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Te Amo vs Te Quiero: How to say “I Love You” in Spanish

I have been busy making friends with Spanish speaking people here in Vancouver, one of whom seems to like me. I don’t mind, it is all in the name of learning Spanish.

My new friend knows that I am trying to learn Spanish, and he wants to help me as much as he can. We don’t have time to hang out much, because life gets in the way, but I have asked him to send me text messages in Spanish whenever possible.

When my friend sends me a message that I don’t understand, or when I want to make sure that I get the gist of what he is saying, I copy the entire message and paste it into Google Translate. I then copy the English translation and send it back to him, asking if I have it right. Most of the time I do get it right, or should I say most of the time Google Translate gets it right, but sometimes it doesn’t and it leads to some awkward misunderstandings.

Te Amo vs Te Quiero

I have been told, especially in pop culture of which I am an avid follower, that Spanish is the language of love, and that some (I say this at the risk of falling into a trap of stereotypes and generalizations) Spanish speaking individuals consider themselves Latino lovers, whatever that might mean. Yet, I was quite surprised to get the above message and find that my new friend apparently LOVES me after having met me once or twice (I am pretty cool, but come on).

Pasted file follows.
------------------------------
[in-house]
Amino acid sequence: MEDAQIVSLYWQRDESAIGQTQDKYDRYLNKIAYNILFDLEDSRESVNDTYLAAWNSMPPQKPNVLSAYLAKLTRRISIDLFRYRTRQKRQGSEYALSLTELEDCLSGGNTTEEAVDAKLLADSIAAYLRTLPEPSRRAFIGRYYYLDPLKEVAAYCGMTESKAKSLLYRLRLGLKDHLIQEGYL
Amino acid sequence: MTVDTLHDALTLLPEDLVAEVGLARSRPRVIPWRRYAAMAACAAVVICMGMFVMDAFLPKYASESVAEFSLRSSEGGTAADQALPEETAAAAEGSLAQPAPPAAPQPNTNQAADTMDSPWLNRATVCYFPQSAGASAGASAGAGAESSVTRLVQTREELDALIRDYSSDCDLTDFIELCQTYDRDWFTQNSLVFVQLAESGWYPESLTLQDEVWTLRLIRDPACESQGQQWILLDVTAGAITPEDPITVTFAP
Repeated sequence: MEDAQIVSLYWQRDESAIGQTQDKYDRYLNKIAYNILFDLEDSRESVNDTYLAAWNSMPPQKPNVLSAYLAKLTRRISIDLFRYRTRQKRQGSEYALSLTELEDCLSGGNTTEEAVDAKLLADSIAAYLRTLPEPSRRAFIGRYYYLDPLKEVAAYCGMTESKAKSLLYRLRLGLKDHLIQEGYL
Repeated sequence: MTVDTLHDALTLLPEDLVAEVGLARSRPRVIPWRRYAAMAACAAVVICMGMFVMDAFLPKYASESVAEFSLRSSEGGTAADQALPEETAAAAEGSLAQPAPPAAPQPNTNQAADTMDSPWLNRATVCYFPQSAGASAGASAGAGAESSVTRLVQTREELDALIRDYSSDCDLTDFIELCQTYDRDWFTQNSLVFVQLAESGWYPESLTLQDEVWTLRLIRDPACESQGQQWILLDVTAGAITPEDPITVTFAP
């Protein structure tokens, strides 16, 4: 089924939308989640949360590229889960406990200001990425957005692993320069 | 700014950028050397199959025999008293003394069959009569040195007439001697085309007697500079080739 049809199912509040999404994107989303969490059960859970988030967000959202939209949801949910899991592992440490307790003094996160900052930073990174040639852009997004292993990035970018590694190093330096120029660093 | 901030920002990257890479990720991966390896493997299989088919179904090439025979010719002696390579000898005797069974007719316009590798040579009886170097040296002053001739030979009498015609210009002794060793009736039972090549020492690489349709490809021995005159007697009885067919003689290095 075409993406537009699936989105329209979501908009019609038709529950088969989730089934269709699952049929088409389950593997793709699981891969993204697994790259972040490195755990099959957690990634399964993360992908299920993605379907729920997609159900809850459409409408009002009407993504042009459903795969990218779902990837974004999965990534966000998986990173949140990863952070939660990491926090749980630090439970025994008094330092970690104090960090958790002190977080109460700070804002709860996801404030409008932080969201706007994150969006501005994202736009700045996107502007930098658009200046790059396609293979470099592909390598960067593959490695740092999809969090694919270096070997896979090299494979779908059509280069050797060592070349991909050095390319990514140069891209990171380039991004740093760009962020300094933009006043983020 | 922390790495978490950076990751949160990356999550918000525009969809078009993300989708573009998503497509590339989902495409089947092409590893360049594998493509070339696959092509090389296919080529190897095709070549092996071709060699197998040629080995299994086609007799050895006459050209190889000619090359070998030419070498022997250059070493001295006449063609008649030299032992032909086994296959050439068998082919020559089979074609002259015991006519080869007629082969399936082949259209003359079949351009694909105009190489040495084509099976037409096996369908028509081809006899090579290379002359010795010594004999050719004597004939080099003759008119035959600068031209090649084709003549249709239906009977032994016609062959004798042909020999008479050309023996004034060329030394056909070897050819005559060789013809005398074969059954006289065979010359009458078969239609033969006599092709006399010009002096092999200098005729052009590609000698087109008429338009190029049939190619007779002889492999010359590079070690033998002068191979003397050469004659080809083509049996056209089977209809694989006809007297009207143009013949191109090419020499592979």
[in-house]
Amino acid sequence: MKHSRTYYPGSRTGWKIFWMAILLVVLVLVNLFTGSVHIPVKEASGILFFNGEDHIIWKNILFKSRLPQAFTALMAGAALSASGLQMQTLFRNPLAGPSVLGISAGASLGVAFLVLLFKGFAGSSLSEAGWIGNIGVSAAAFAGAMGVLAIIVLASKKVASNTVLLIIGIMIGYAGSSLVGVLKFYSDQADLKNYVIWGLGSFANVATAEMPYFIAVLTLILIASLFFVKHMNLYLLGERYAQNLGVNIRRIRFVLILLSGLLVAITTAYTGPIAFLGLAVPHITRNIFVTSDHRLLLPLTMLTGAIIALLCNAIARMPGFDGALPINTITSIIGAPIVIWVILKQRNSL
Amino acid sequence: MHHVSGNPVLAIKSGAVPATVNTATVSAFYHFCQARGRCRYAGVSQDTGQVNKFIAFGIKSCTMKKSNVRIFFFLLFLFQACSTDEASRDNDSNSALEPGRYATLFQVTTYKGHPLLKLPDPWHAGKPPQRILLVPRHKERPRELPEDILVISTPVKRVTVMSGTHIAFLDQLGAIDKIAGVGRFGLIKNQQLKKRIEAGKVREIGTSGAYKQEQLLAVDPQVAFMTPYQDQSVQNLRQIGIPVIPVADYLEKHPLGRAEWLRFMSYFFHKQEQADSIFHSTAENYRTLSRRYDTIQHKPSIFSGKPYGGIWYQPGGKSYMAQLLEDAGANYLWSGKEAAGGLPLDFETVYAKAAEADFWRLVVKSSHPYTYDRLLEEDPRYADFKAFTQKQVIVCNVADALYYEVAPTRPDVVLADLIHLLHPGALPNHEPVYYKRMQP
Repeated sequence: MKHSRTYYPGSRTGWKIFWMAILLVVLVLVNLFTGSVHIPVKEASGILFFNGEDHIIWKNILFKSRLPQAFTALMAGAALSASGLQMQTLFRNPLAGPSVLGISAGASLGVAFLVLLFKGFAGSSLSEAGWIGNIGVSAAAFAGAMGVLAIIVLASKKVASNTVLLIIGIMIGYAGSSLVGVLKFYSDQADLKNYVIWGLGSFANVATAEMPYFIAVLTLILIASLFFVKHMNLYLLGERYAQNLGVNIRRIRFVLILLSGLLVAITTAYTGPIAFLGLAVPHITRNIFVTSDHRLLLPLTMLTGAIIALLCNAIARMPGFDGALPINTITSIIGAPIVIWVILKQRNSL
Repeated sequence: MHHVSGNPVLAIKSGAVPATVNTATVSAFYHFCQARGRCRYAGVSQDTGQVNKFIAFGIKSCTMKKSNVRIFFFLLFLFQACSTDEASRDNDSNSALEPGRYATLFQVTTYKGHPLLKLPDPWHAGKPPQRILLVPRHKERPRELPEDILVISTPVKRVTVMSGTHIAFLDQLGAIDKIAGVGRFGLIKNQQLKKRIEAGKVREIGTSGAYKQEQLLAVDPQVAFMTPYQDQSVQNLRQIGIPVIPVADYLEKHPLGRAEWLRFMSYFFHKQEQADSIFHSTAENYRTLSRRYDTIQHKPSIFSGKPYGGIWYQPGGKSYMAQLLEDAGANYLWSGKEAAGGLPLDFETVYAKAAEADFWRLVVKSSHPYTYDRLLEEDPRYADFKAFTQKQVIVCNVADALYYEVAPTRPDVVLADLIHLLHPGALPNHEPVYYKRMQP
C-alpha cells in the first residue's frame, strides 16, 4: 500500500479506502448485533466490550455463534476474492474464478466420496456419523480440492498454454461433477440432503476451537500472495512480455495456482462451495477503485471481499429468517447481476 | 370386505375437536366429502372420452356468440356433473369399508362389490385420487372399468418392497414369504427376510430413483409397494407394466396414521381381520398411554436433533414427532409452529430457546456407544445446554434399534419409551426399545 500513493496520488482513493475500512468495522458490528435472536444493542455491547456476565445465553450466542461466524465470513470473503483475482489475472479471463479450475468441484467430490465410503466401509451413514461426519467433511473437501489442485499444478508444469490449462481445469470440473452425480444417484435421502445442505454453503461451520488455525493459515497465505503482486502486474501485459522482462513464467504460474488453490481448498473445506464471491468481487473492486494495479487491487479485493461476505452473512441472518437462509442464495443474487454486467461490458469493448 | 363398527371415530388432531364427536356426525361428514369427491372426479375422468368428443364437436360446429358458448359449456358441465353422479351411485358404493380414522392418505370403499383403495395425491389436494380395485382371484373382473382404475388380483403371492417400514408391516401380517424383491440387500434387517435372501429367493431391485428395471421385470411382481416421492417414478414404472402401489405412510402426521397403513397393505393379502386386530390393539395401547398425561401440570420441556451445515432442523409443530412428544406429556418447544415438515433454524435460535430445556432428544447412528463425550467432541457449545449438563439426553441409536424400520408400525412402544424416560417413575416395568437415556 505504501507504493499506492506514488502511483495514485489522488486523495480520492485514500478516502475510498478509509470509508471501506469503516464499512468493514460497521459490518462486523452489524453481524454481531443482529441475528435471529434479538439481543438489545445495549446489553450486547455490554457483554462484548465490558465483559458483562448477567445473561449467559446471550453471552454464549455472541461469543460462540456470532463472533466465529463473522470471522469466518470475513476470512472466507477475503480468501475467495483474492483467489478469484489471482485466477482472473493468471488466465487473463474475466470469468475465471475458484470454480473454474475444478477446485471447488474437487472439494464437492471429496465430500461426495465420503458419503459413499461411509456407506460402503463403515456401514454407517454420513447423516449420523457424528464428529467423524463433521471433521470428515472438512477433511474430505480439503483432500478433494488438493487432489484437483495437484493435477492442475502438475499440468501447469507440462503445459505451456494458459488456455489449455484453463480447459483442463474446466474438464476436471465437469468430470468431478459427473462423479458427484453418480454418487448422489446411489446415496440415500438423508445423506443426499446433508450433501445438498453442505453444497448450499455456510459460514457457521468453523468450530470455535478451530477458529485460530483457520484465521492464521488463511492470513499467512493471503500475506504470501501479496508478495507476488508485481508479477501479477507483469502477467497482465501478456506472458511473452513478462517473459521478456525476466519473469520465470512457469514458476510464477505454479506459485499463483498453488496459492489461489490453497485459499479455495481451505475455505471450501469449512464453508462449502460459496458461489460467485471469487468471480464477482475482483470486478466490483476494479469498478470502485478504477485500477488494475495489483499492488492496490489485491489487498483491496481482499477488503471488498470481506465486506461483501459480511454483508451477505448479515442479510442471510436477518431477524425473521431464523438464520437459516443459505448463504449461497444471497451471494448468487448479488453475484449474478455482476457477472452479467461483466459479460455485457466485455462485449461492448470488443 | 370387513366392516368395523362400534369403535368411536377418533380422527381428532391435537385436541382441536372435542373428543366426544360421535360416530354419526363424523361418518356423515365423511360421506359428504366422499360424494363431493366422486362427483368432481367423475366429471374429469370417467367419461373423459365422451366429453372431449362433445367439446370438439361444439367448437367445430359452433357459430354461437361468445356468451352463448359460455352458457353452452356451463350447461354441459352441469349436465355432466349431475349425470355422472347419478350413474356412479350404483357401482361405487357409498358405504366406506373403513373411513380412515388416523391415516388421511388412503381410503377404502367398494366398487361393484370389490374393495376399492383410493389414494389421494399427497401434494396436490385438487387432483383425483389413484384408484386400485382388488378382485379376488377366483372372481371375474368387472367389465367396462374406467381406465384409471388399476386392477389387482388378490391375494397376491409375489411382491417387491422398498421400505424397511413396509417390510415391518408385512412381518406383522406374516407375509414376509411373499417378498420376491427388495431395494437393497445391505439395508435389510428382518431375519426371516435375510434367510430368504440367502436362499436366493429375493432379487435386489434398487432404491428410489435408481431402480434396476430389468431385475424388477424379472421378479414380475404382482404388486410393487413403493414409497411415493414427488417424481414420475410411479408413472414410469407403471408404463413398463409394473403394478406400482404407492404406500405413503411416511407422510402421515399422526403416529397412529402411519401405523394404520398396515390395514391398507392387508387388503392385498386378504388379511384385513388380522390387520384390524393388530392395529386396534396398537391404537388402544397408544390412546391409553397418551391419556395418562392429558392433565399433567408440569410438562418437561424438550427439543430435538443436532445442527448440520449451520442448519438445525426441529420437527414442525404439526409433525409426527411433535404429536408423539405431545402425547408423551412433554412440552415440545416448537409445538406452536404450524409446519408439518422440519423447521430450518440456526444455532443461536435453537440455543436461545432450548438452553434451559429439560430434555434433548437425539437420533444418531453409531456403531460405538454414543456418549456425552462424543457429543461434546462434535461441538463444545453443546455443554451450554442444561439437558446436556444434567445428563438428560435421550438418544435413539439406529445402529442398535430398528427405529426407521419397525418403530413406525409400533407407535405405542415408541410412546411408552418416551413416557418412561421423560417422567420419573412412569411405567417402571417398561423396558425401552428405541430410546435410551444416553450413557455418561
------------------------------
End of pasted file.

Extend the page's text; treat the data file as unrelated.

I wasn’t quite sure what to say in return, if he really felt that way then how would I turn him down without hurting his feelings? Google Translate seemed pretty sure that this was love. I, on the other hand, wasn’t so sure. I decided to confront him via text message.

These are the messages that followed:

Te Amo vs Te Quiero

So this week’s main lesson, I suppose, is that te amo means I LOVE YOU in Spanish and te quiero means I LIKE YOU A LOT. It is always nice to be liked no matter the language, so I’ll take it. It’s pretty cute and a fun way of learning Spanish too (and the translation did say he couldn’t stop thinking about me, which he didn’t argue with).

For now I’ll put all these lovey-dovey texts down to him being from a different culture where they speak the language of love and I’ll pretend that’s how they all talk to each other until I get a chance to go there and find out myself.

My new friend also sends me a number of links to Spanish songs that he likes and thinks might be useful for my Spanish learning. I like music and Steve Kaufmann always says that we should do what we like. So since I am on the topic of  te amo vs te quiero, I should add that most of the songs he sends me are about love – that’s not necessarily a cultural thing because I think most songs are.

Anyhoo, there was one song that I liked more than the others and it is called “Eres” meaning “You Are”. In “Eres” the words are clearly articulated and it’s pretty slow, which makes it somewhat easy to follow.